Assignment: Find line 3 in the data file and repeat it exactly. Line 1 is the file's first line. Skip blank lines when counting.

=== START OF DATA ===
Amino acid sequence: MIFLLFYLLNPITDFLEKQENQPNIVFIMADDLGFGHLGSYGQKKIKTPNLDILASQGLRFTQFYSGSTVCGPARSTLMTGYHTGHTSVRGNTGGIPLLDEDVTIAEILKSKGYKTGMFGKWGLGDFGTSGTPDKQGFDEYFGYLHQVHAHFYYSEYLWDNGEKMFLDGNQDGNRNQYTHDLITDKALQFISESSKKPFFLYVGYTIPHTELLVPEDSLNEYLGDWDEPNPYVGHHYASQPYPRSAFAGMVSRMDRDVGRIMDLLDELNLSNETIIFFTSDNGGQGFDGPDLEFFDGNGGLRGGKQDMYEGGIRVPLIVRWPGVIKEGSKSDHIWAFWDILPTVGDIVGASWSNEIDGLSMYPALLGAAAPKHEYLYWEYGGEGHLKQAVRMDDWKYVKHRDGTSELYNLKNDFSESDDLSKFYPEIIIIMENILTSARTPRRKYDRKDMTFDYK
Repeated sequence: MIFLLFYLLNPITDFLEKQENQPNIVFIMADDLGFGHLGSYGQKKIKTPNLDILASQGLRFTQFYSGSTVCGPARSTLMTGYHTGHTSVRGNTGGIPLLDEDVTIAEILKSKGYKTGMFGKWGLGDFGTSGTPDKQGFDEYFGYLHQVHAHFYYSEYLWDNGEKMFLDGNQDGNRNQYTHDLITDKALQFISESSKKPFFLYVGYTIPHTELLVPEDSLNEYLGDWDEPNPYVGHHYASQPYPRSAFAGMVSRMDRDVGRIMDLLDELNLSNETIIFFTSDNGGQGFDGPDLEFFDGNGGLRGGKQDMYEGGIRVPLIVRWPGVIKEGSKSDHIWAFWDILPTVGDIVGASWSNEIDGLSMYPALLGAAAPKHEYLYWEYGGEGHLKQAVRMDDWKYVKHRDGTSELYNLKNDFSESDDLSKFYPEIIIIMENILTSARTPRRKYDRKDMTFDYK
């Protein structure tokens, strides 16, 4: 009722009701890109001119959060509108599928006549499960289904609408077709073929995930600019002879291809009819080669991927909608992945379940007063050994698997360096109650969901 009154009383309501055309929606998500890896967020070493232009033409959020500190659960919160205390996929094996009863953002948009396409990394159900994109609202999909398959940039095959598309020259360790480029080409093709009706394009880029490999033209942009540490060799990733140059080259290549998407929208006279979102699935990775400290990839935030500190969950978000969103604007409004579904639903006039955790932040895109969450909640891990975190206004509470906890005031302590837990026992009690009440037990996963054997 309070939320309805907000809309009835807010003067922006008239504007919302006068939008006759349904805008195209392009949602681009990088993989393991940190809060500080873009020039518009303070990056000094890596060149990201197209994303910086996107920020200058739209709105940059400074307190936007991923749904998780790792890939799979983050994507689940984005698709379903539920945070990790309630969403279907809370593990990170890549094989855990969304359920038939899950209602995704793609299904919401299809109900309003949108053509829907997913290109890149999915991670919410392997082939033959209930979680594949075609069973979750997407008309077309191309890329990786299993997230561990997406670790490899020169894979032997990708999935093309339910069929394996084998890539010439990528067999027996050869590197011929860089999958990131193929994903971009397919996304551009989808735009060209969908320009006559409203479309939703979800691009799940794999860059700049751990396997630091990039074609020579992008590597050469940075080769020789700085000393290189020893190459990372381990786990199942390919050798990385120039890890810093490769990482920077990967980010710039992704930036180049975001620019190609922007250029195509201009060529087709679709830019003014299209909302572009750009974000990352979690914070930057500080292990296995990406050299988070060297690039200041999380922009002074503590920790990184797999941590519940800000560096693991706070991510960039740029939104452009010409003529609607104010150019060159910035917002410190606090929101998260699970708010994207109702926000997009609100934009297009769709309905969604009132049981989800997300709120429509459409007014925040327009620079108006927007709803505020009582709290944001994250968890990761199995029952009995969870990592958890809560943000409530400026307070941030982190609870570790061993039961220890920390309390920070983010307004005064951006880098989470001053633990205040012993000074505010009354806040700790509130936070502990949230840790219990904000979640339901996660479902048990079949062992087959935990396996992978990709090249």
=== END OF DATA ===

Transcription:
């Protein structure tokens, strides 16, 4: 009722009701890109001119959060509108599928006549499960289904609408077709073929995930600019002879291809009819080669991927909608992945379940007063050994698997360096109650969901 009154009383309501055309929606998500890896967020070493232009033409959020500190659960919160205390996929094996009863953002948009396409990394159900994109609202999909398959940039095959598309020259360790480029080409093709009706394009880029490999033209942009540490060799990733140059080259290549998407929208006279979102699935990775400290990839935030500190969950978000969103604007409004579904639903006039955790932040895109969450909640891990975190206004509470906890005031302590837990026992009690009440037990996963054997 309070939320309805907000809309009835807010003067922006008239504007919302006068939008006759349904805008195209392009949602681009990088993989393991940190809060500080873009020039518009303070990056000094890596060149990201197209994303910086996107920020200058739209709105940059400074307190936007991923749904998780790792890939799979983050994507689940984005698709379903539920945070990790309630969403279907809370593990990170890549094989855990969304359920038939899950209602995704793609299904919401299809109900309003949108053509829907997913290109890149999915991670919410392997082939033959209930979680594949075609069973979750997407008309077309191309890329990786299993997230561990997406670790490899020169894979032997990708999935093309339910069929394996084998890539010439990528067999027996050869590197011929860089999958990131193929994903971009397919996304551009989808735009060209969908320009006559409203479309939703979800691009799940794999860059700049751990396997630091990039074609020579992008590597050469940075080769020789700085000393290189020893190459990372381990786990199942390919050798990385120039890890810093490769990482920077990967980010710039992704930036180049975001620019190609922007250029195509201009060529087709679709830019003014299209909302572009750009974000990352979690914070930057500080292990296995990406050299988070060297690039200041999380922009002074503590920790990184797999941590519940800000560096693991706070991510960039740029939104452009010409003529609607104010150019060159910035917002410190606090929101998260699970708010994207109702926000997009609100934009297009769709309905969604009132049981989800997300709120429509459409007014925040327009620079108006927007709803505020009582709290944001994250968890990761199995029952009995969870990592958890809560943000409530400026307070941030982190609870570790061993039961220890920390309390920070983010307004005064951006880098989470001053633990205040012993000074505010009354806040700790509130936070502990949230840790219990904000979640339901996660479902048990079949062992087959935990396996992978990709090249």